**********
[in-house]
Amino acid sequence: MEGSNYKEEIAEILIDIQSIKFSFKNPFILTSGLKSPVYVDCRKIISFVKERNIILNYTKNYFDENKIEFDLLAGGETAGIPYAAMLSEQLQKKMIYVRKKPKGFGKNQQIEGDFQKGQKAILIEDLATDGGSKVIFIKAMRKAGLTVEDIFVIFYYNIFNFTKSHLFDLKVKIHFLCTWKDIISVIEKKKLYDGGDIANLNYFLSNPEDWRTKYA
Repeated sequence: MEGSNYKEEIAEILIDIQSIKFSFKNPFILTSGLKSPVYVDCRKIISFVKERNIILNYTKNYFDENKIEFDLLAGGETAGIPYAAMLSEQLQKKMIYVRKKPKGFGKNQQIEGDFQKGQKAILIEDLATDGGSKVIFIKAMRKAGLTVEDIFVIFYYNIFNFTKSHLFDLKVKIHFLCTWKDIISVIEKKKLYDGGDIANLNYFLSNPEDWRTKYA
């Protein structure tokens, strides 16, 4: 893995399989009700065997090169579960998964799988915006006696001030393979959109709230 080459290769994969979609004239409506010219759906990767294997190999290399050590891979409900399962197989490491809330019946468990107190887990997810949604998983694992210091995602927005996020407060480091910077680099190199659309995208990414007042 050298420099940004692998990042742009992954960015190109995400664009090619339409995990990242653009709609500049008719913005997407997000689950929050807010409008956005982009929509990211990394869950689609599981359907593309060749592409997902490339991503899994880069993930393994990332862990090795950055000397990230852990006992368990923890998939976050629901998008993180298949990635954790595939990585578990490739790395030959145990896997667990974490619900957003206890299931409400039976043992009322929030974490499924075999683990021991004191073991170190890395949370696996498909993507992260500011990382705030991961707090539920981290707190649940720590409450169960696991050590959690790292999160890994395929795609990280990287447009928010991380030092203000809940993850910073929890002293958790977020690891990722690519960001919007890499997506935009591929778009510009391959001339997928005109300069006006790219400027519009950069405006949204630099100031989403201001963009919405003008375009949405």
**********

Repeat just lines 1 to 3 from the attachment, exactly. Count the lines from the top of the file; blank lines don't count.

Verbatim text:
[in-house]
Amino acid sequence: MEGSNYKEEIAEILIDIQSIKFSFKNPFILTSGLKSPVYVDCRKIISFVKERNIILNYTKNYFDENKIEFDLLAGGETAGIPYAAMLSEQLQKKMIYVRKKPKGFGKNQQIEGDFQKGQKAILIEDLATDGGSKVIFIKAMRKAGLTVEDIFVIFYYNIFNFTKSHLFDLKVKIHFLCTWKDIISVIEKKKLYDGGDIANLNYFLSNPEDWRTKYA
Repeated sequence: MEGSNYKEEIAEILIDIQSIKFSFKNPFILTSGLKSPVYVDCRKIISFVKERNIILNYTKNYFDENKIEFDLLAGGETAGIPYAAMLSEQLQKKMIYVRKKPKGFGKNQQIEGDFQKGQKAILIEDLATDGGSKVIFIKAMRKAGLTVEDIFVIFYYNIFNFTKSHLFDLKVKIHFLCTWKDIISVIEKKKLYDGGDIANLNYFLSNPEDWRTKYA